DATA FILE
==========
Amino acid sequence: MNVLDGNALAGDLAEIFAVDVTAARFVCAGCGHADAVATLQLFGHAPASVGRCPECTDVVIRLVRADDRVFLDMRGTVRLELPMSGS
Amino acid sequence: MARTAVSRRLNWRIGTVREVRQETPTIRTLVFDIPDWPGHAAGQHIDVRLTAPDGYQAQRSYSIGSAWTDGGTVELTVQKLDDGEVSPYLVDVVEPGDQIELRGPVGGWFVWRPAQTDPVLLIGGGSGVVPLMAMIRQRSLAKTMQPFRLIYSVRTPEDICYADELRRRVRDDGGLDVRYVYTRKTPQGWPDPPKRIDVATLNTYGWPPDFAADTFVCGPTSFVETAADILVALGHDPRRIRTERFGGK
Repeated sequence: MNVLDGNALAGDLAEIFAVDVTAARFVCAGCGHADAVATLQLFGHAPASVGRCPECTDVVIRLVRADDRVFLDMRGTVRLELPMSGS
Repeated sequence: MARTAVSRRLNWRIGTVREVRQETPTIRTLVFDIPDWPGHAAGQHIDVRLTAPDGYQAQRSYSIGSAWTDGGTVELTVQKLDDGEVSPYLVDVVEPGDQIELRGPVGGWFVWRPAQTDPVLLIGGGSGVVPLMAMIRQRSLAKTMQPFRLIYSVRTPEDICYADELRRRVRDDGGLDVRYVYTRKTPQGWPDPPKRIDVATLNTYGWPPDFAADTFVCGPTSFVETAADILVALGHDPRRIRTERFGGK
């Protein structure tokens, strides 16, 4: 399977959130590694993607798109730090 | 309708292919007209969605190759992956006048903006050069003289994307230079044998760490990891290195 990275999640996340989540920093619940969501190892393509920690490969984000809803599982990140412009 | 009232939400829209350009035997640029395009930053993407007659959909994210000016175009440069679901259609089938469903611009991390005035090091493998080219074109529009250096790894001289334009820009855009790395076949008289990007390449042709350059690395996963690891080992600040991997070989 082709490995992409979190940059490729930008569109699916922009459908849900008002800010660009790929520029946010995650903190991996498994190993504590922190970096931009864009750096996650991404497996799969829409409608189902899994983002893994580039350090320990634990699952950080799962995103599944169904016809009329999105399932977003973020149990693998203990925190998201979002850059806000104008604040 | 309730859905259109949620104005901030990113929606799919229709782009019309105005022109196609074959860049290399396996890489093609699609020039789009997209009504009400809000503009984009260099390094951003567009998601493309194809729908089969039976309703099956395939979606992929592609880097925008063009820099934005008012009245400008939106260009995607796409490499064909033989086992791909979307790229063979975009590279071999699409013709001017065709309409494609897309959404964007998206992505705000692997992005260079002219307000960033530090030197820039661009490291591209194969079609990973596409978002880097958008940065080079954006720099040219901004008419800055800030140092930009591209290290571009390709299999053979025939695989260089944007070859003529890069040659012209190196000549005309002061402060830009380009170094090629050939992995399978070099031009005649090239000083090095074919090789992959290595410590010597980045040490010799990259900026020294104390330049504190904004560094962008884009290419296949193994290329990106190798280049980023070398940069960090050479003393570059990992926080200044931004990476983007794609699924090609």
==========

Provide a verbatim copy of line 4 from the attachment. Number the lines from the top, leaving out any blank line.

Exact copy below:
Repeated sequence: MARTAVSRRLNWRIGTVREVRQETPTIRTLVFDIPDWPGHAAGQHIDVRLTAPDGYQAQRSYSIGSAWTDGGTVELTVQKLDDGEVSPYLVDVVEPGDQIELRGPVGGWFVWRPAQTDPVLLIGGGSGVVPLMAMIRQRSLAKTMQPFRLIYSVRTPEDICYADELRRRVRDDGGLDVRYVYTRKTPQGWPDPPKRIDVATLNTYGWPPDFAADTFVCGPTSFVETAADILVALGHDPRRIRTERFGGK